Should there anything worse than a translation made by an unprofessional exist, and it is called machine translation, for many languages. Machine translation (MT for short) engines rely on one of two possible approaches: morphological analysis and statistical translation. Morphological MT engines analyze the structure of the source text and the context of the source terms to try to understand relations between terms and clauses such as possessive and adverbial structures, suffixation and pre-positions, or subordinate and coordinate relations, and they are—theoretically, at least—capable of re-creating the same structures and relations in the target language. The key to the success for a morphological engine is, therefore, the need to accurately and deeply know the grammar of at least two languages (a source and a target). One problem, however, remained unresolved in the past decades spent by trying to create excellent morphological MT engines: the task of writing down a grammar in the form of algorithms or rules such that it provides consistently high quality translations proved not to be viable for many languages, including Hungarian, for example, because no matter how may grammar rules you observe and formalize, there are still an uncountable number of exceptions, and trying to create rules for all those would simply be inefficient, if not a never-ending story.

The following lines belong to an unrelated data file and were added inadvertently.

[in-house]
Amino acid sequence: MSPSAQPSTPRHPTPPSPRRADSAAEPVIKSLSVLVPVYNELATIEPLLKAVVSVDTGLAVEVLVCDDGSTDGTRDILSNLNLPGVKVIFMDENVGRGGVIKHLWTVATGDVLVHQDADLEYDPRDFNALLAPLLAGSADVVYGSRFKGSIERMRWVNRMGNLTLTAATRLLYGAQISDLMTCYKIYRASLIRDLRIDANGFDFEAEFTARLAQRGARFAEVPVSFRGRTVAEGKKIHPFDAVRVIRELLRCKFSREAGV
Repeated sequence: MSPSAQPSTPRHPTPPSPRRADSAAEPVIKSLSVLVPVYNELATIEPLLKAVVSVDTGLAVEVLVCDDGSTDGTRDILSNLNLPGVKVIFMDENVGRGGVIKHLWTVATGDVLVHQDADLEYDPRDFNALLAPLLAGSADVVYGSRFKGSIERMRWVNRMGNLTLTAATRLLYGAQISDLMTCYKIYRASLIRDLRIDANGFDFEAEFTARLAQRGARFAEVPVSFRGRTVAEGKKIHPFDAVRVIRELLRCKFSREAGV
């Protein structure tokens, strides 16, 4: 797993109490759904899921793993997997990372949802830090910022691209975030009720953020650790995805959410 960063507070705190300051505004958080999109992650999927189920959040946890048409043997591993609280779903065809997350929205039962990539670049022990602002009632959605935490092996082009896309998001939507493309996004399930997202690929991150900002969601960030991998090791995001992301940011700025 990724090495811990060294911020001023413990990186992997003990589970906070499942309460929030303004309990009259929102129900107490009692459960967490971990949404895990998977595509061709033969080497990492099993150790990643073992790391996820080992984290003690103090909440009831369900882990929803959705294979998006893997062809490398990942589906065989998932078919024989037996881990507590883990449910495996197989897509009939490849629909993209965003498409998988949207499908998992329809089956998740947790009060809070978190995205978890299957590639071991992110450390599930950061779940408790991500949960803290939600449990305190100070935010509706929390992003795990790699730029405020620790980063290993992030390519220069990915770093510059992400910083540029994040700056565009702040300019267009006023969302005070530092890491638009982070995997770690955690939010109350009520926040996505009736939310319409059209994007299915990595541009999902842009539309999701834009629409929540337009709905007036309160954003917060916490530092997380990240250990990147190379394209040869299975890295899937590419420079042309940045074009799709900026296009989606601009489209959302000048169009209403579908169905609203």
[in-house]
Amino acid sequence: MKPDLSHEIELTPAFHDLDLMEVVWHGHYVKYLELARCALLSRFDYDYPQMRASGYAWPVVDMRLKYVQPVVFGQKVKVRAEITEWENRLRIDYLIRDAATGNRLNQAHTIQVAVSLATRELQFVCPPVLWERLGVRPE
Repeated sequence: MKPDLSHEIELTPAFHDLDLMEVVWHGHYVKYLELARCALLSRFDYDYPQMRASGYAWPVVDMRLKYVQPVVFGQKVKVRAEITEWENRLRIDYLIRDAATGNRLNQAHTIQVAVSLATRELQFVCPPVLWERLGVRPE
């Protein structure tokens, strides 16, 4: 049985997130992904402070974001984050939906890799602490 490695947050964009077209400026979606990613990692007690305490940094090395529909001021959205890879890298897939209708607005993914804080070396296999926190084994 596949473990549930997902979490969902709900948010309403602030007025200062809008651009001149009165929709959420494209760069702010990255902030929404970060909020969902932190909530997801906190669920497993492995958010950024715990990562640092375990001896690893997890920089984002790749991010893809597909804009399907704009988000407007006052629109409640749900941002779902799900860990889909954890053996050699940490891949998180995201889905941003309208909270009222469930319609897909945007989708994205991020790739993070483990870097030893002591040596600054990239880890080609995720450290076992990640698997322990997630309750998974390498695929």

Inefficient, because the competitors of morphological MT engines, the statistical MT engines, preferring robustness over sophistication, are cheaper to develop to such extent that even if they provide generally worse results, such an engine becomes more effective and provide better ROI in real-life situation even if you add the cost of human post-editing. Most of today’s popular public machine translators (such as Google Translate and Bing Translator, to mention two), as well as those used internally by large enterprises, are basically statistical engines. To put it simple, a statistical engine takes a sufficiently large sample of pairs of sentences in the source and target language, and divides these sentences into smaller structures (called n-grams) consisting of one, two, three or a few more words. These fragment pairs (a corresponding source and target fragment) are then persisted to a database. When it comes to translation, the engine divides the source text to similar fragments and looks up its database to find the best match for the given fragment. Unless exact match is found, the closest match is selected, which may feature different relations, different suffixes and so on, things which an MT engine cannot consider and fix. If there is no exact match for “to the room near the kitchen”, and the best match is “from the room near the kitchen”, it will use this, even if we realize the direction of some movement or progress is reversed. For many languages only the law of averages guarantees a translation made this way will be a perfect translation—though the translation of the words present in the original text will likely be present in the target, the word order, the relations between clauses and the correctness of suffixes will mostly be casual, while proper use of these would all be required in order for the translation to make sense and represent the same concepts, ideas or facts.
As per the images published in this post, I can see equal chances that these are products of an unprofessional translator writing down dictionary entries one after the other, or the products of machine translations. Whatever happened actually, both examples are great proofs why clients are much better involving professional translators to protect their values, investments and brands at the cost of a few pennies.
(Hero image credits: Dan Gilles, Dan in China)
You must be logged in to post a comment.